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A trial of 154,901 participants between the ages of 55 and 74 sought to address whether chest radiographs as lung cancer screenings affect lung cancer incidence and mortality rates from lung cancer.
A trial of 154,901 participants between the ages of 55 and 74 sought to address whether performing chest radiographs affects lung cancer incidence and mortality rates from lung cancer. The trial, which randomized people one to one either to annual screening or usual care for four years, found that chest x-rays did not reduce lung cancer mortality.
Both sides of the lungs are visible with a growth on the left side of the lung, which could be lung cancer.
The intervention group was offered annual posteroanterior-view chest radiographs while usual-care patients were not offered interventions. The study is published today, online in the November 2 issue of JAMA (doi:10.1001/jama.2011.1591) and will be presented at the annual meeting of the American College of Chest Physicians (CHEST 2011). The results are part of the Prostate, Lung, Colorectal, and Ovarian (PLCO) Cancer Randomized Trial.
Martin M. Oken, MD of the University of Minnesota and Philip C. Prorok, PhD of the Division of Cancer Prevention at the NCI and colleagues analyzed participants at one of ten screening centers in the United States between 1993 and 2001. The demographics of the two groups were similar: half were women, about 45% had never smoked, 42% were former smokers, and 10% were current smokers. A total of 1,213 lung cancer deaths were observed in the x-ray screened group compared to 1230 in the usual care group over a 13-year follow up period. In total, 1,696 lung cancers were detected in the screened group and 1620 were detected in the usual care group. It was not possible to accurately detect overdiagnosis rates.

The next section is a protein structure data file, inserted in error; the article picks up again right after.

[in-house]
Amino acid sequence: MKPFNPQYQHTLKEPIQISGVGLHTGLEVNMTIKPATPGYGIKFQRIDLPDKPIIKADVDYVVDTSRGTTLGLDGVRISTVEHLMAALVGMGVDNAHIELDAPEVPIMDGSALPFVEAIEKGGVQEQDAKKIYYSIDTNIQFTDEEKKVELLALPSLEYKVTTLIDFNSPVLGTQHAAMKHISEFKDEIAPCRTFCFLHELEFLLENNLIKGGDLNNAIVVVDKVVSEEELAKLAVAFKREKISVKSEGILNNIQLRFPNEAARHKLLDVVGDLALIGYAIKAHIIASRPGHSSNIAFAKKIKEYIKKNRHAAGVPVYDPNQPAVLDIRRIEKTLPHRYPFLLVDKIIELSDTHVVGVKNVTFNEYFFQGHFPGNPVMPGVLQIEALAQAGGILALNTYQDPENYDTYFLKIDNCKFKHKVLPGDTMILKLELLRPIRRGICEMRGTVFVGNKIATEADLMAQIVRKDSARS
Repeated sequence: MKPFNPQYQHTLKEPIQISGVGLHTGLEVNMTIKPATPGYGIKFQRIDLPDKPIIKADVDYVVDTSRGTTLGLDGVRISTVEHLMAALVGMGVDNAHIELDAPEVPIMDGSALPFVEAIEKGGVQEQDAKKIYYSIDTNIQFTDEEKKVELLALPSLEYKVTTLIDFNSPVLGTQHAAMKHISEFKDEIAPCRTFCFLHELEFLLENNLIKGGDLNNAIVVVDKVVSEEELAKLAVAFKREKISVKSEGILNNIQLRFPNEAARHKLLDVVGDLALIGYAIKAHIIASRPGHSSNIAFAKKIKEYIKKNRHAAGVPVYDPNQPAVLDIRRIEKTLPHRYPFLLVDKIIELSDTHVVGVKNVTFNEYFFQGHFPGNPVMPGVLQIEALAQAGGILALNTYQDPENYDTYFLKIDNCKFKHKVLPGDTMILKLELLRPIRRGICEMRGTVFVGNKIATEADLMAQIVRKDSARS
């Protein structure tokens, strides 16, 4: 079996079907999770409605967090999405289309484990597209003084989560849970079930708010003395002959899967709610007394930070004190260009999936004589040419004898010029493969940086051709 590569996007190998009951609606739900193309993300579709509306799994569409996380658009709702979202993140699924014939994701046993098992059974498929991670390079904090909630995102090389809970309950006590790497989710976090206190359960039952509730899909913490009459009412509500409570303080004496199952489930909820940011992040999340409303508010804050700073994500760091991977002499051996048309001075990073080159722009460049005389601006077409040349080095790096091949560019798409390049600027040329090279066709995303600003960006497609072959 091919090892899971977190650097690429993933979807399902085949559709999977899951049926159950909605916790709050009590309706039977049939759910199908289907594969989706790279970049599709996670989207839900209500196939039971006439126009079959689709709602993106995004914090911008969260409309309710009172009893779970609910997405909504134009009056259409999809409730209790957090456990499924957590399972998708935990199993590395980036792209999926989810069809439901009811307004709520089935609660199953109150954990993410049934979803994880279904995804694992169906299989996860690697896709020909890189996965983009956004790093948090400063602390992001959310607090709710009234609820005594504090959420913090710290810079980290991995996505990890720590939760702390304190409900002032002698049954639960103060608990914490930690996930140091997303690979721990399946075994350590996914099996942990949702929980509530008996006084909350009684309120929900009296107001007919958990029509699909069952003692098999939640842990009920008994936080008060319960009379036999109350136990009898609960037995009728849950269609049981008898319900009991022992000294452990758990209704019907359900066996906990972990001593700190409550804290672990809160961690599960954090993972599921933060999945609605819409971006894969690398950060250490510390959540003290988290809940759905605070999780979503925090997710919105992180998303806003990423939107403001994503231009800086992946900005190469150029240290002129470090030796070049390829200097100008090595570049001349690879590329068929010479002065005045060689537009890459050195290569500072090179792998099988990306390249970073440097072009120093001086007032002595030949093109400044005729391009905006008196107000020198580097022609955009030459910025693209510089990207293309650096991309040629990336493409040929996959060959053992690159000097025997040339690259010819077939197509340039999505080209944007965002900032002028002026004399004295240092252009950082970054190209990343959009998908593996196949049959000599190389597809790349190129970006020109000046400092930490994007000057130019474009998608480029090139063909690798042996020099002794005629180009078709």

The authors conclude that "these findings provide good evidence that there is not a substantial lung cancer mortality benefit from lung cancer screening with four annual chest radiographs." The Mayo Lung Project trial of chest radiograph and sputum cytology screenings completed in the early 1980s also did not show a mortality benefit.
In an accompanying editorial, Harold C. Sox, MD at Dartmouth Medical School highlights that this is one of two complementary lung cancer screening trial results released in the last two months The second is the National Lung Screening Study (NSLT), which found that annual low-dose computed tomography reduced lung cancer mortality by 20% relative to annual chest radiography ("NCI-Funded Study Finds Low-Dose CT Scans Better than X-Rays in Reducing Lung Cancer Mortality," July 21, 2011, CancerNetwork).
Sox comments that the "PLCO lung cancer study provides convincing evidence that lung cancer screening with chest radiography is not effective." He highlights that this study is important for putting the question of whether chest radiography is beneficial for decreasing the rate of mortality from lung cancer. According to Sox, "the NLST showed convincingly that early detection can lower the risk of death from lung cancer, a big step forward." Now, he suggests that a real-world comparison between usual care and low-dose CT is warranted.